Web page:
UN rights chief urges Philippines to probe Prez Duterte for 3 Davao murders
Duterte said in a speech last week that when he was mayor of the southern city of Davao, where he served three terms between 1988 and 2016, he personally killed people to set an example for police.world Updated: Dec 20, 2016 19:35 IST
The UN rights chief urged the Philippines on Tuesday to investigate President Rodrigo Duterte for murder, after he boasted that he in the past had personally killed suspected criminals.
Duterte said in a speech last week that when he was mayor of the southern city of Davao, where he served three terms between 1988 and 2016, he personally killed people to set an example for police.
He made the comments in a speech to businessmen as he discussed his campaign to eradicate illegal drugs, which has seen police and unknown assailants kill thousands of people since he became president on June 30.
“The Philippines judicial authorities must demonstrate their commitment to upholding the rule of law and their independence from the executive by launching a murder investigation,” UN rights chief Zeid Ra’ad Al Hussein said in a statement.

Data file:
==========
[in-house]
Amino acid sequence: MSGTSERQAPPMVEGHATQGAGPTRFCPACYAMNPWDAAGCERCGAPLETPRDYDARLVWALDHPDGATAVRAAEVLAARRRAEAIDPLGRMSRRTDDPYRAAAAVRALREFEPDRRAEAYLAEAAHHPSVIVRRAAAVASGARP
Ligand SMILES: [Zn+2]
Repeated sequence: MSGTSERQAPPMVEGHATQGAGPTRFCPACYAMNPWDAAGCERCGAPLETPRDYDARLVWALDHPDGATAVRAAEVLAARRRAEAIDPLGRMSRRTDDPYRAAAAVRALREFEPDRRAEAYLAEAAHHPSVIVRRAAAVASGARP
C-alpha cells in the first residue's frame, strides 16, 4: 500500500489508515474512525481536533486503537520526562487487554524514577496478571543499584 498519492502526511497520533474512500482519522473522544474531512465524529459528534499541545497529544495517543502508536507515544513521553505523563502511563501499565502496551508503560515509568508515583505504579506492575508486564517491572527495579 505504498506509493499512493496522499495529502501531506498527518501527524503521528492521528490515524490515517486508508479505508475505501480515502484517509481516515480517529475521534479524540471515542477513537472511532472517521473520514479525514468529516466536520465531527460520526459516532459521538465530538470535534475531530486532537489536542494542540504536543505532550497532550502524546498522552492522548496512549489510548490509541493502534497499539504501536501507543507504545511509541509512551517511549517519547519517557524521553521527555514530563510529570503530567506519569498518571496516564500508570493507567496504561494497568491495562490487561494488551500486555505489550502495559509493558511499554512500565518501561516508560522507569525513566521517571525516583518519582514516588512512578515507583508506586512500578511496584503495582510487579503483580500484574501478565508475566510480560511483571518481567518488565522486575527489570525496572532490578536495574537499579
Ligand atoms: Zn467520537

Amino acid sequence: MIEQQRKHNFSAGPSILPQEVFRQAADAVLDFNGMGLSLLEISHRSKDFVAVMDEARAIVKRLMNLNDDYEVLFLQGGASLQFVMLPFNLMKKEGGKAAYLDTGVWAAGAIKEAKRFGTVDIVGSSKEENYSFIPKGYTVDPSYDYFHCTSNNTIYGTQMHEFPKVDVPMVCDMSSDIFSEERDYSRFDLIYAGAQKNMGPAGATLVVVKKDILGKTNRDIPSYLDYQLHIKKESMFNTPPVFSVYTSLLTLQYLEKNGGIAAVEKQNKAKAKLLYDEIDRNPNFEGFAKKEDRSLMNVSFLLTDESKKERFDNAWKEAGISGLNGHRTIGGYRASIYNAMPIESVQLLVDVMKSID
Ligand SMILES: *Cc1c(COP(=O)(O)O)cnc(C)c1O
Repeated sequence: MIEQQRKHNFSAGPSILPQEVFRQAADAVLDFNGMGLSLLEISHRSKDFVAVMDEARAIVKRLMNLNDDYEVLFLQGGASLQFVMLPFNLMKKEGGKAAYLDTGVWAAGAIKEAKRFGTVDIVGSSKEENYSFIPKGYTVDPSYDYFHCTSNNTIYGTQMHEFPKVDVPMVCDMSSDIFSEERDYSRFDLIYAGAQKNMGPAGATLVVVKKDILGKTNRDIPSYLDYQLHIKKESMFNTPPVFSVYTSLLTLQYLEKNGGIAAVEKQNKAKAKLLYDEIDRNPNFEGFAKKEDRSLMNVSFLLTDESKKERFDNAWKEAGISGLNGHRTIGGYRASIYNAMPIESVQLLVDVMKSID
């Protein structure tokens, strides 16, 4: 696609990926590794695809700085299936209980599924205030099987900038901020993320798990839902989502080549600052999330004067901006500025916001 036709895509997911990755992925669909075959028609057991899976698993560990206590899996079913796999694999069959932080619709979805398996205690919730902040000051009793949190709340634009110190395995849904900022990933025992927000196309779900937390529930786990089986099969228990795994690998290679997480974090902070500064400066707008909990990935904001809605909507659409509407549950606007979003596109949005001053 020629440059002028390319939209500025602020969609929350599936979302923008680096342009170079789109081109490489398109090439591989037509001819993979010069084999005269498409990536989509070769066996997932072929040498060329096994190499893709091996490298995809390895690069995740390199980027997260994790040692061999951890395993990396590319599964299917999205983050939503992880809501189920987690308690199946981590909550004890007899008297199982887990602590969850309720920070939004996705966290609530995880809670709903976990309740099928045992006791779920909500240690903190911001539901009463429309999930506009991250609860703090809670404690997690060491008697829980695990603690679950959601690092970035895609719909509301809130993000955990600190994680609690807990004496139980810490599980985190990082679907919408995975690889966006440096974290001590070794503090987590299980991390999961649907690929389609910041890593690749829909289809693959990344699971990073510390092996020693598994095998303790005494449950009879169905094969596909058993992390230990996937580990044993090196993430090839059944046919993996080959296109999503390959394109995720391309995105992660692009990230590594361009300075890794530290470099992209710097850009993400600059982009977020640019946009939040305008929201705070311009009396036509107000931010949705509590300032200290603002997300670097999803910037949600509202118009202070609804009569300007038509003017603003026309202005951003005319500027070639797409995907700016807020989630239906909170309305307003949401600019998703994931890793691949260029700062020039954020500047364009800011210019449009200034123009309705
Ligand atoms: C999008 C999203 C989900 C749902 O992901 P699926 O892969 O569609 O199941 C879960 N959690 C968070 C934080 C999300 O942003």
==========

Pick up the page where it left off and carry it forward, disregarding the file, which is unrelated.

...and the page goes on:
“The killings committed by Mr Duterte, by his own admission, at a time when he was a mayor, clearly constitute murder,” he said.
“It should be unthinkable for any functioning judicial system not to launch investigative and judicial proceedings when someone has openly admitted being a killer,” he insisted.
Duterte has said that as newly-elected mayor of Davao, he and several local policemen ambushed a group of suspected kidnappers shortly after the gang collected ransom from the parents of the released hostage, a local teenage girl.
“Maybe my bullets killed them, maybe not, but after the (firefight) they were all dead,” he said.
He meanwhile told the BBC on Friday that he had personally killed “about three people” during his term as mayor.
Philippines justice secretary Vitaliano Aguirre insisted that the president had not violated any law.
“If the suspect fought back, he must have been forced to kill him,” Aguirre told reporters last week.
But Zeid was adamant, warning that the acts clearly violated the constitution of the Philippines.
“The killings described by President Duterte also violate international law, including the right to life ... and innocence until proven guilty,” he said.
The UN rights chief’s statement also decried the “environment of alarming impunity and violence” created by Duterte’s deadly campaign to eradicate illegal drugs.
According to the UN, nearly 6,100 people had been killed since Duterte took office in late June.
“Despite police investigating thousands of the deaths perpetrated by vigilantes, there is surprisingly little information on actual prosecutions,” Zeid said.
“Children as young as five years old have been the innocent victims of this appalling epidemic of extra-judicial killings,” he warned.